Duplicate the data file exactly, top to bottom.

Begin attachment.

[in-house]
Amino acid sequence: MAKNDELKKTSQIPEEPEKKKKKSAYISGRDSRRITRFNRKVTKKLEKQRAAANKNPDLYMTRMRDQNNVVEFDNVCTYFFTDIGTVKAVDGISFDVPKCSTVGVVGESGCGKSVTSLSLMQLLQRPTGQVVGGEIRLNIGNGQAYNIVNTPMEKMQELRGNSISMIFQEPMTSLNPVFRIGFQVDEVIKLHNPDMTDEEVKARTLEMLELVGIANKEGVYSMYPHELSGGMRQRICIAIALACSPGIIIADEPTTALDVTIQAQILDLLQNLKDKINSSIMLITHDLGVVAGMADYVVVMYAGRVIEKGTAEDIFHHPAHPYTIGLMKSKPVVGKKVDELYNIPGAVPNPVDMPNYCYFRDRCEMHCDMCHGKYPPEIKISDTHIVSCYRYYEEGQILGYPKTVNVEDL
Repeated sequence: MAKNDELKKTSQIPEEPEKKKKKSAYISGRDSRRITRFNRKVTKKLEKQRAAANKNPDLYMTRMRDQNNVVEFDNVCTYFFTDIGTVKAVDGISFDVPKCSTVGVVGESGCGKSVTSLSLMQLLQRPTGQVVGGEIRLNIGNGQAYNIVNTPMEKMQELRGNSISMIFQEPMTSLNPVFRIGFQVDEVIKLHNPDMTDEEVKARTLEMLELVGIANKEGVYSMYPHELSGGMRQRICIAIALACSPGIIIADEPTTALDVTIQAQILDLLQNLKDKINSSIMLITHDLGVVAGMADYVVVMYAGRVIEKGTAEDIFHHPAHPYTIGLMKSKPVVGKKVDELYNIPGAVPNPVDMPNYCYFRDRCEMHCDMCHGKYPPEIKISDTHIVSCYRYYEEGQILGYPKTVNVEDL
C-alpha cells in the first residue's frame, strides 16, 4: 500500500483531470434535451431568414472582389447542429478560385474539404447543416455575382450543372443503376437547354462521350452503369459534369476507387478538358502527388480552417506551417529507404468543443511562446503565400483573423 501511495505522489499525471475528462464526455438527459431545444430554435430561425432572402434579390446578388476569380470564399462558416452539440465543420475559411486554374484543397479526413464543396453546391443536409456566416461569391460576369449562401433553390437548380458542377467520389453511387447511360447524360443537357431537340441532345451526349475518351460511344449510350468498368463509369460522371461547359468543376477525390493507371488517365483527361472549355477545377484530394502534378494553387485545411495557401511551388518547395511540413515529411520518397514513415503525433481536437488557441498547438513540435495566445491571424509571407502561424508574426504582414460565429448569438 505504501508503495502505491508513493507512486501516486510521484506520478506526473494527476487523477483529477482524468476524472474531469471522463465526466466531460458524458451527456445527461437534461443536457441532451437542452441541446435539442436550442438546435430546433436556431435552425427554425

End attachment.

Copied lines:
[in-house]
Amino acid sequence: MAKNDELKKTSQIPEEPEKKKKKSAYISGRDSRRITRFNRKVTKKLEKQRAAANKNPDLYMTRMRDQNNVVEFDNVCTYFFTDIGTVKAVDGISFDVPKCSTVGVVGESGCGKSVTSLSLMQLLQRPTGQVVGGEIRLNIGNGQAYNIVNTPMEKMQELRGNSISMIFQEPMTSLNPVFRIGFQVDEVIKLHNPDMTDEEVKARTLEMLELVGIANKEGVYSMYPHELSGGMRQRICIAIALACSPGIIIADEPTTALDVTIQAQILDLLQNLKDKINSSIMLITHDLGVVAGMADYVVVMYAGRVIEKGTAEDIFHHPAHPYTIGLMKSKPVVGKKVDELYNIPGAVPNPVDMPNYCYFRDRCEMHCDMCHGKYPPEIKISDTHIVSCYRYYEEGQILGYPKTVNVEDL
Repeated sequence: MAKNDELKKTSQIPEEPEKKKKKSAYISGRDSRRITRFNRKVTKKLEKQRAAANKNPDLYMTRMRDQNNVVEFDNVCTYFFTDIGTVKAVDGISFDVPKCSTVGVVGESGCGKSVTSLSLMQLLQRPTGQVVGGEIRLNIGNGQAYNIVNTPMEKMQELRGNSISMIFQEPMTSLNPVFRIGFQVDEVIKLHNPDMTDEEVKARTLEMLELVGIANKEGVYSMYPHELSGGMRQRICIAIALACSPGIIIADEPTTALDVTIQAQILDLLQNLKDKINSSIMLITHDLGVVAGMADYVVVMYAGRVIEKGTAEDIFHHPAHPYTIGLMKSKPVVGKKVDELYNIPGAVPNPVDMPNYCYFRDRCEMHCDMCHGKYPPEIKISDTHIVSCYRYYEEGQILGYPKTVNVEDL
C-alpha cells in the first residue's frame, strides 16, 4: 500500500483531470434535451431568414472582389447542429478560385474539404447543416455575382450543372443503376437547354462521350452503369459534369476507387478538358502527388480552417506551417529507404468543443511562446503565400483573423 501511495505522489499525471475528462464526455438527459431545444430554435430561425432572402434579390446578388476569380470564399462558416452539440465543420475559411486554374484543397479526413464543396453546391443536409456566416461569391460576369449562401433553390437548380458542377467520389453511387447511360447524360443537357431537340441532345451526349475518351460511344449510350468498368463509369460522371461547359468543376477525390493507371488517365483527361472549355477545377484530394502534378494553387485545411495557401511551388518547395511540413515529411520518397514513415503525433481536437488557441498547438513540435495566445491571424509571407502561424508574426504582414460565429448569438 505504501508503495502505491508513493507512486501516486510521484506520478506526473494527476487523477483529477482524468476524472474531469471522463465526466466531460458524458451527456445527461437534461443536457441532451437542452441541446435539442436550442438546435430546433436556431435552425427554425